Skip to main content

Bees

Most New Yorkers know that honey bees produce honey, live in hives, swarm in the spring, and have been declining recently due to the mysterious affliction known as Colony Collapse Disorder. Fewer New Yorkers, however, know about the city’s industrious and beneficial wild bees. Unlike honey bees, most of these are solitary—they live alone instead of in a hive. They nest in tunnels in the ground, and do not produce harvestable honey. These wild bees include bumble bees; large carpenter bees, which are among the "giants of the bee world"; mining bees, which live underground; brilliant green metallic bees; and even parasitic cuckoo bees, which attack the nests of other bee species.

In addition to the 200-plus bee species that have been found in New York City so far are a surprising number of exotic bees—16 of the estimated 30 exotic bees known to inhabit North America, indicating that New York is a port of entry or establishment for bees as well as other species including insects, plants, and people. Interestingly, bees do not migrate like some butterflies and birds. Rather most adult bees fly relatively briefly during the spring and/or summer and overwinter as individuals, not as a group within a hive. Many bees overwinter within their nests as mature larvae, but those that emerge early in spring overwinter as adults. Therefore, all bee species encountered in New York City can be viewed as year-round residents.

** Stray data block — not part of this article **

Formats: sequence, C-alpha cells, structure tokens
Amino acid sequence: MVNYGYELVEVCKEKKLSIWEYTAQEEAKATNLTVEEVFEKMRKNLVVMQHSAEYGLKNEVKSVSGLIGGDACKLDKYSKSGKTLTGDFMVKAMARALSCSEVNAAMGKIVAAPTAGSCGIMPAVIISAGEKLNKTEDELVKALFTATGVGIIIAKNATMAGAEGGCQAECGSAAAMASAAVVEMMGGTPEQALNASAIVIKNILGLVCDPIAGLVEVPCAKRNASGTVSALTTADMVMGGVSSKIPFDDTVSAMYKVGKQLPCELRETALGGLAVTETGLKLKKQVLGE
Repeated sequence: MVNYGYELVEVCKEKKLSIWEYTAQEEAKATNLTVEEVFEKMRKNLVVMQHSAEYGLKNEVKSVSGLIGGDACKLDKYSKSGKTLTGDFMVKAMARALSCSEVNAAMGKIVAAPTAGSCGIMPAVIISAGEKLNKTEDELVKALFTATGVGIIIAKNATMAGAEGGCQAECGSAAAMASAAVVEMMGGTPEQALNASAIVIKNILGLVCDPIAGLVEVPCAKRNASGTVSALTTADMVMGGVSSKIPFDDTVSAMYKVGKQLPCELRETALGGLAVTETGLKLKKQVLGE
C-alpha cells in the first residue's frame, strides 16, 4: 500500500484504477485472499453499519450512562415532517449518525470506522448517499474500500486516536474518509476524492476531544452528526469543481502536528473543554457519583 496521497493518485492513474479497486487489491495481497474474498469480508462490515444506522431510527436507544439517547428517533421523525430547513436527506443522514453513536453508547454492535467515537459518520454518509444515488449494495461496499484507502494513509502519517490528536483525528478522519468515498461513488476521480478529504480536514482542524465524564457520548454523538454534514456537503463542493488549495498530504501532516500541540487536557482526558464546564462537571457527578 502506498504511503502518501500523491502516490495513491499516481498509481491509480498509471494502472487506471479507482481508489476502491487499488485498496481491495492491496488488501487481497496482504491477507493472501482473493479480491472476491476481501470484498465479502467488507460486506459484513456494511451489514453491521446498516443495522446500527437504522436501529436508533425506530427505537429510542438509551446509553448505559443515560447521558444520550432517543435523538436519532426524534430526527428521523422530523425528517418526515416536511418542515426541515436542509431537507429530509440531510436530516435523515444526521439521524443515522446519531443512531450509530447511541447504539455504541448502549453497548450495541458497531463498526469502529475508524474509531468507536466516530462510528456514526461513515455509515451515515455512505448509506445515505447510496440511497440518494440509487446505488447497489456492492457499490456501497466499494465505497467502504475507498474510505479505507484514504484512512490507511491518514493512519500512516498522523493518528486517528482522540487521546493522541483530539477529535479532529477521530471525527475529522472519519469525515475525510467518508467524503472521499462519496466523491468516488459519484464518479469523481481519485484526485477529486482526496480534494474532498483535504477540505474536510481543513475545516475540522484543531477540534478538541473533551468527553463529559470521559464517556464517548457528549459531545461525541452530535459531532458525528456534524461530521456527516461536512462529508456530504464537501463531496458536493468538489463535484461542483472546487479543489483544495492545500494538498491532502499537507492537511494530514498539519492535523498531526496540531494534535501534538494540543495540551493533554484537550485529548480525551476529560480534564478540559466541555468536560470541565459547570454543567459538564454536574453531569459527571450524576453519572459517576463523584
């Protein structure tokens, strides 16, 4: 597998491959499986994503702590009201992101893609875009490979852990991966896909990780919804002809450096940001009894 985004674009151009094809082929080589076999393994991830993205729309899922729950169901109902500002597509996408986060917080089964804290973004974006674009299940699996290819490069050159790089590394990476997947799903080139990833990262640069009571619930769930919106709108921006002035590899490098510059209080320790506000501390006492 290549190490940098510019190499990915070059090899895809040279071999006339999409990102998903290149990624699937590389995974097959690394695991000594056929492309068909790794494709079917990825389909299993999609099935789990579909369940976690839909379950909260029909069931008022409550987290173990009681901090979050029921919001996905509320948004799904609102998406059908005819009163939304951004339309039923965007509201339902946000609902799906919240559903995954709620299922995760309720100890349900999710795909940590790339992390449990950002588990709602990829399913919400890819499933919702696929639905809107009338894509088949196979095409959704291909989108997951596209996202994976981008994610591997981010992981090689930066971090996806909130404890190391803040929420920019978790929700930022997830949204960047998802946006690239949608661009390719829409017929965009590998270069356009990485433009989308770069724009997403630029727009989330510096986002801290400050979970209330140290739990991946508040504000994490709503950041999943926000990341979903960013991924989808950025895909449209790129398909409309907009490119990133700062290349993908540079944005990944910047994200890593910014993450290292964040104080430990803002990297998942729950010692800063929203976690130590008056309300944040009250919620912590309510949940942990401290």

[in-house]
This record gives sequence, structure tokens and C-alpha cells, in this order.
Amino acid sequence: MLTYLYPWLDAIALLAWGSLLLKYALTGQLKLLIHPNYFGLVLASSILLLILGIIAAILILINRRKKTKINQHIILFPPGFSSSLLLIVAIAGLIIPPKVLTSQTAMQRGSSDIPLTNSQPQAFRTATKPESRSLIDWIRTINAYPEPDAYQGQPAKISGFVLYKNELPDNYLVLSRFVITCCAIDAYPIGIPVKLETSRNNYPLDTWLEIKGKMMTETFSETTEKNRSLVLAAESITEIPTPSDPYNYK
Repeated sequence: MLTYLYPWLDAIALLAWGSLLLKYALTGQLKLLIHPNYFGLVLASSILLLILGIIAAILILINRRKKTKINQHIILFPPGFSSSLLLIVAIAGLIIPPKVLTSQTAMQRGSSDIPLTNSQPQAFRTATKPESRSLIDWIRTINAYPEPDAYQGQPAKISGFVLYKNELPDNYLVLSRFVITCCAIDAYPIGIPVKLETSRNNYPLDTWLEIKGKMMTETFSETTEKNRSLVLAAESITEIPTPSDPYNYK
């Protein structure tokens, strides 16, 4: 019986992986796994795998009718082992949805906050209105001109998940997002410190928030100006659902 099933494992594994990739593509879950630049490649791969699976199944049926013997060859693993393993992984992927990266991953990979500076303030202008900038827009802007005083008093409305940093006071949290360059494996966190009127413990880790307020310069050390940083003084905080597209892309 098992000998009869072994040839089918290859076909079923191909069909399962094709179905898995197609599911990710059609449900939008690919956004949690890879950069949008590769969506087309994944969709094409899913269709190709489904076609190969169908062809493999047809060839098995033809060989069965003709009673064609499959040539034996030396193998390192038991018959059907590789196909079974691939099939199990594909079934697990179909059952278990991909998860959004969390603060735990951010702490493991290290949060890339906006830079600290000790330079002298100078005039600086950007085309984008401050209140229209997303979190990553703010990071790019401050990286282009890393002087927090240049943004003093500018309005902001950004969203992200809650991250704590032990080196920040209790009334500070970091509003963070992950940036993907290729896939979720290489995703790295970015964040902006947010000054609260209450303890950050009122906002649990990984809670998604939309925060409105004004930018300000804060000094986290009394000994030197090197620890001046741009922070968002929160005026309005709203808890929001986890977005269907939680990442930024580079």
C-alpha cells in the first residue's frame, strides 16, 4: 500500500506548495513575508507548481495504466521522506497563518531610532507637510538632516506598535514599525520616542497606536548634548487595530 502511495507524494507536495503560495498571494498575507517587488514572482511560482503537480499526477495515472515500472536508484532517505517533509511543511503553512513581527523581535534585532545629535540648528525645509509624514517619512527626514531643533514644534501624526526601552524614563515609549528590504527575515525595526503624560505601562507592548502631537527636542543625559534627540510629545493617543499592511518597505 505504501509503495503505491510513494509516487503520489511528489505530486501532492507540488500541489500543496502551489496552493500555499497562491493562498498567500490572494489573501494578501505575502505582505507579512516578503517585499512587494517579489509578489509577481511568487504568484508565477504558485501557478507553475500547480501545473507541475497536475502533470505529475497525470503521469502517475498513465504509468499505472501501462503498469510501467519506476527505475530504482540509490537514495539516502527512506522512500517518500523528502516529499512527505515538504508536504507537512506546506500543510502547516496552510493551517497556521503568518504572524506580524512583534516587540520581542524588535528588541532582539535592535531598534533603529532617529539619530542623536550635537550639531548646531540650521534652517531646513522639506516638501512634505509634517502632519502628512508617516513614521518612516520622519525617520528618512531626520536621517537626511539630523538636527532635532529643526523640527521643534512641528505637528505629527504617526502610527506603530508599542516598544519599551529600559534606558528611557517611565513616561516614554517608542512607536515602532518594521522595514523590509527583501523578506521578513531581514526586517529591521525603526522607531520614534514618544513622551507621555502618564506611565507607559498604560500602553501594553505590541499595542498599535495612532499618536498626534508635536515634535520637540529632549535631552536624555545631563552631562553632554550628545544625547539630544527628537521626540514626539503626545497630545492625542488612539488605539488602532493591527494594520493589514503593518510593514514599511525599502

Unfortunately, there is increasing evidence that some wild bee species have experienced regional declines in North America, including the New York City area. Find out more about the threats to bees and how to help conserve them here

Bees in the New York City area exhibit a wide range of lifestyles. They vary in where they build nests, whether they live in groups or alone, what plants they require, and how efficient they are as pollinators.

Types of bees in New York City

Six families of bees are found in the City. Read more.      

How to identify bees

Web-based pictorial guides can help you distinguish one type from another. Read more

Where they live

Most of the City’s bees nest in the soil or hollow plant stems. Read more

Who they live with

 New York City’s bees have various living arrangements. Read more

Specialist bee plants

While most bees are generalists, some have restricted floral requirements. Read more